Get your cleanup crew in gear with a cleanup sorting game: can it get recycled, composted or reused? Stoke competitive fire by promising a small prize or treat to the first to get everything put away. Track how much garbage you’re generating and see how your household improves over time.
Make Playtime Eco-Friendly
Is that garbage, or a crafting opportunity? Often old cartons and containers can be repurposed through glue, paint and a child’s imagination. One creative child we know transformed an old (and well-rinsed) laundry softener bottle into an Egyptian pharoah’s headdress, so the sky’s the limit here. Need some entry-level advice? Find those unmatched socks and take a look at this sock puppet guide from the masters of Muppetry, Sesame Street.
Think Green In All Things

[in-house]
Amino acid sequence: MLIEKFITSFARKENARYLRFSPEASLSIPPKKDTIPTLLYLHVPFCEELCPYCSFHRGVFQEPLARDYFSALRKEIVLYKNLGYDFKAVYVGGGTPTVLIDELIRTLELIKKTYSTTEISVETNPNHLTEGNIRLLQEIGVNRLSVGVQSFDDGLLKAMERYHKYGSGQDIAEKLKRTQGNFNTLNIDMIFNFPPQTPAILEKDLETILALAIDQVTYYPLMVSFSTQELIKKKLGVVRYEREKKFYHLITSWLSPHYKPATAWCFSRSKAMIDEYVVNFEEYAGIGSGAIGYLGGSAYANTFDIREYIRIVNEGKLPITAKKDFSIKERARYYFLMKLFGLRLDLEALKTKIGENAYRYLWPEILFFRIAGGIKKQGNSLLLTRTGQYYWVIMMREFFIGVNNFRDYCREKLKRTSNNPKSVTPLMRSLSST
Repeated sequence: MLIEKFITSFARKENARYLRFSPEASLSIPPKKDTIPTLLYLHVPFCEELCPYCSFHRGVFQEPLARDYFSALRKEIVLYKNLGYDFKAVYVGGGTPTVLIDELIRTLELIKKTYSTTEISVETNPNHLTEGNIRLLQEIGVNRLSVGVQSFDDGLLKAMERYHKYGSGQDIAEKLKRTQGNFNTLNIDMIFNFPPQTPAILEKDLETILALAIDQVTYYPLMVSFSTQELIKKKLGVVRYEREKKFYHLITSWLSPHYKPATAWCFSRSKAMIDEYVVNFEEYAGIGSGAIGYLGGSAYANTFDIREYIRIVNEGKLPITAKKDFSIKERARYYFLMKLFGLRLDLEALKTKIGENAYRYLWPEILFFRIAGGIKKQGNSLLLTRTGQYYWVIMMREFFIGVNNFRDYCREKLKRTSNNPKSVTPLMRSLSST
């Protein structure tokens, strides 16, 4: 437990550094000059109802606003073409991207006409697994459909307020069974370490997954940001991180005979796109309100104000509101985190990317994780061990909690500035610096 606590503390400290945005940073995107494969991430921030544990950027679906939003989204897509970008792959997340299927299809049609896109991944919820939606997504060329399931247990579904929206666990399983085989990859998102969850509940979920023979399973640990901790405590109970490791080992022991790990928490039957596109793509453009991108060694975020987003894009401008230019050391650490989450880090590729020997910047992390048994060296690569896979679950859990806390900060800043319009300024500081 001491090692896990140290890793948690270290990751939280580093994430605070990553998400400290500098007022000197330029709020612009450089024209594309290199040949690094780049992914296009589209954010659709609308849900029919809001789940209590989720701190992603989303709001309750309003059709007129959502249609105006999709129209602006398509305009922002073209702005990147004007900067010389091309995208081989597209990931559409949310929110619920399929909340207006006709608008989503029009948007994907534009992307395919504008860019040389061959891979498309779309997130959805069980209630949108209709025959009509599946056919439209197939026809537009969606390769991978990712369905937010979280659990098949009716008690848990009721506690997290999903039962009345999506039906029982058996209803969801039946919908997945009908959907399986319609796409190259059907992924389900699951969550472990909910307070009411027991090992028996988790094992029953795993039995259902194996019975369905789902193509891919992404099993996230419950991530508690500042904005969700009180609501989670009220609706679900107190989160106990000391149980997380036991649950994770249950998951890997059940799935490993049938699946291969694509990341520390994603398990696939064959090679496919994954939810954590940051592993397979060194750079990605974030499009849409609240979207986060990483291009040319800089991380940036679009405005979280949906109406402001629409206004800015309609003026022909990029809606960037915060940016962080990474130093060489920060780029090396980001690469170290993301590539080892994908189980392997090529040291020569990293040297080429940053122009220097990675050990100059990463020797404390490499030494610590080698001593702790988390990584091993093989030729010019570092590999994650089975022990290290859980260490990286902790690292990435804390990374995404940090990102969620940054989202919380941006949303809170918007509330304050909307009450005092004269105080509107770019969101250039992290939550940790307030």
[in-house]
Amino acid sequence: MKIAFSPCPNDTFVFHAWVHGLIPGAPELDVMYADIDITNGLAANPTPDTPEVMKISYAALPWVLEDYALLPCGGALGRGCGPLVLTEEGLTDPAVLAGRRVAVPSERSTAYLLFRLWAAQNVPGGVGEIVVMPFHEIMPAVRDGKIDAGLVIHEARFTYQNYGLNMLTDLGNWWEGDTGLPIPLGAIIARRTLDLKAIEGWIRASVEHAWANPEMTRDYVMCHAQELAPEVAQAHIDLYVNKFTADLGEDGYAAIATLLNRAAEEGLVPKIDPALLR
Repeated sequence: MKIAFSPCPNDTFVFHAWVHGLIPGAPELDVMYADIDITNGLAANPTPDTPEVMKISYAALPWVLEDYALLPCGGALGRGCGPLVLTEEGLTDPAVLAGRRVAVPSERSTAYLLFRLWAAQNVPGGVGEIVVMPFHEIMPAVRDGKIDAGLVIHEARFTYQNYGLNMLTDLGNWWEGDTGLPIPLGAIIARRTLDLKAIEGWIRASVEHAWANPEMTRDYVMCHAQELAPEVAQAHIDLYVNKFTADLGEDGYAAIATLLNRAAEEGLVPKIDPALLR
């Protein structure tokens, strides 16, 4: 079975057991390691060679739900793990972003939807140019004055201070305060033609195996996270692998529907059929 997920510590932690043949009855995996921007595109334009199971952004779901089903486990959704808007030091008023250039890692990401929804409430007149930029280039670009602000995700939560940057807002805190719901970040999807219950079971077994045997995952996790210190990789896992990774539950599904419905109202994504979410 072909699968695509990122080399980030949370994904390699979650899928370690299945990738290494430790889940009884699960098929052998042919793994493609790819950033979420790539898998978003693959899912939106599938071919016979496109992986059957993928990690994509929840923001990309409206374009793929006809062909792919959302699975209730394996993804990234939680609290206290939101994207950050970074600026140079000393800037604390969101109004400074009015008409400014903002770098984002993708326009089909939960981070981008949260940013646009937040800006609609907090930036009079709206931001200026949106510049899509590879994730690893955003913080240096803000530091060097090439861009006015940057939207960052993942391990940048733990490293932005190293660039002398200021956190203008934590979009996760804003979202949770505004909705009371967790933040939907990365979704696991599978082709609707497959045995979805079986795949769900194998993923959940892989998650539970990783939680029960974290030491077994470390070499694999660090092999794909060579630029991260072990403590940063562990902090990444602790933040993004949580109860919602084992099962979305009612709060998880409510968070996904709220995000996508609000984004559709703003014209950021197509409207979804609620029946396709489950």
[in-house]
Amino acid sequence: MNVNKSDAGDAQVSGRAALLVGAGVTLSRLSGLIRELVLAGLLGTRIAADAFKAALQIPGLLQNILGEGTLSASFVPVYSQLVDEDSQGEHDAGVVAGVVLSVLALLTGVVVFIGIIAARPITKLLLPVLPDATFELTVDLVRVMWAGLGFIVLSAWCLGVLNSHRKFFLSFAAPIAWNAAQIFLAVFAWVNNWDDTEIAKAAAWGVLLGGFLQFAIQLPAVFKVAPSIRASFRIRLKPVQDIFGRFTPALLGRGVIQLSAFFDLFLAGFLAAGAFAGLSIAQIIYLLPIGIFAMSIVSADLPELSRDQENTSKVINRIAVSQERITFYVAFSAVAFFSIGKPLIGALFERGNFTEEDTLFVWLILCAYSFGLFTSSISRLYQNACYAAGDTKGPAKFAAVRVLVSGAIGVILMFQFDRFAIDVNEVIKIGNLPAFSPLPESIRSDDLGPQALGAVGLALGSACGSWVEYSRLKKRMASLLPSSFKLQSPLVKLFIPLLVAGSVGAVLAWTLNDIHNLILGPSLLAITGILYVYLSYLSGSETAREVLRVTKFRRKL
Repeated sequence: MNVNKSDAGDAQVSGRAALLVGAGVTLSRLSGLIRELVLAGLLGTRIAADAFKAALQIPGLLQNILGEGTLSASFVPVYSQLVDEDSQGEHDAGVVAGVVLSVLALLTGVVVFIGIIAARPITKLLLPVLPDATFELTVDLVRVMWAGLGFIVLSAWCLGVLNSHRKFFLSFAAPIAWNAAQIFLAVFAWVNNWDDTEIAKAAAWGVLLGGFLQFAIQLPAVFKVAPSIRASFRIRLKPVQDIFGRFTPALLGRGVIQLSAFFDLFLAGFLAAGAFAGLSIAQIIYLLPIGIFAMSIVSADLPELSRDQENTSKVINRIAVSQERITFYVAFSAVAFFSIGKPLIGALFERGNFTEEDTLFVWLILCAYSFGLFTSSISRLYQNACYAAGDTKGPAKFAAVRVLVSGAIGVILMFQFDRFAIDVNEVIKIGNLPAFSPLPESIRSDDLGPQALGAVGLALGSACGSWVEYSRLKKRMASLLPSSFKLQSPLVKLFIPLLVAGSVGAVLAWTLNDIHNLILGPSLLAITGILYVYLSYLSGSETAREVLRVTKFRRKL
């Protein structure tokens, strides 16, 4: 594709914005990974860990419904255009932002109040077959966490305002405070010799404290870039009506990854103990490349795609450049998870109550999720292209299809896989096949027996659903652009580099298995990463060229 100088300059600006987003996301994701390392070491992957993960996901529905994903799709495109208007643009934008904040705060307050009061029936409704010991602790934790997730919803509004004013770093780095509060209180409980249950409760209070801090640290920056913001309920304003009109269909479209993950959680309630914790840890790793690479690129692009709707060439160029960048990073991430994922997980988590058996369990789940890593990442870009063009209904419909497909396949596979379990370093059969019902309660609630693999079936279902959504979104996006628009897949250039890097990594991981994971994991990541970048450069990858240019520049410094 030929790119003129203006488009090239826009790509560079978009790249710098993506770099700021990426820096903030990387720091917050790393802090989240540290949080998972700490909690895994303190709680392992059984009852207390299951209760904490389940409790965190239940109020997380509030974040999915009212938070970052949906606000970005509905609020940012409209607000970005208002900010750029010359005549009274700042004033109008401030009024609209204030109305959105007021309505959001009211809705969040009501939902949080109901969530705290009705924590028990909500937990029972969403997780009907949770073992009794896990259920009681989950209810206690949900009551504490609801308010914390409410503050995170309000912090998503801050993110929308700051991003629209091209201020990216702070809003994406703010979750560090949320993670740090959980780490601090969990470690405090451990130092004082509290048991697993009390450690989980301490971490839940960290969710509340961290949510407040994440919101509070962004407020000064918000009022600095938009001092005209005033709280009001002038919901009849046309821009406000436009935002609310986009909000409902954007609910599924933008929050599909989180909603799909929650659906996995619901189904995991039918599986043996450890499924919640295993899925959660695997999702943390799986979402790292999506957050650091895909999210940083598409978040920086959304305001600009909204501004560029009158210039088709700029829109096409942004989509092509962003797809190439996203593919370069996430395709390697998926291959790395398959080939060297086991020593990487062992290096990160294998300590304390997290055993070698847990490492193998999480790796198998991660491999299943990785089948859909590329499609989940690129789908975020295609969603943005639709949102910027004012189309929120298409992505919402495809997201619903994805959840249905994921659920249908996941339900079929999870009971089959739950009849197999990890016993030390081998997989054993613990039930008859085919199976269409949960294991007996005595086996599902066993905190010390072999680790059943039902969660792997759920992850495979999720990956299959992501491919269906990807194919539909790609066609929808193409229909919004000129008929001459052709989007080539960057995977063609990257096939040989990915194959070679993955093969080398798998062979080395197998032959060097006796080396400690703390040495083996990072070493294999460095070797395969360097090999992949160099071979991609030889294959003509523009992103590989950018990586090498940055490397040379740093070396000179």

When you’re planning a birthday party or a family vacation, brainstorm ways to minimize garbage. Consider giving experiences rather than things for birthdays and holidays. Go for bike rides or picnic in the park. Seek out environmentally friendly after school activities.
The best way to motivate your children to recycle is to demonstrate eco-friendly ways of living, and encouraging them to participate in green initiatives.
In general, creativity combined with a sense of fun make an eco-friendly childhood a snap. Before you throw anything away, consider if it could be reused or recycled in any way. By using fun and participatory activities, you can teach your kids how to recycle and tread lightly on this earth.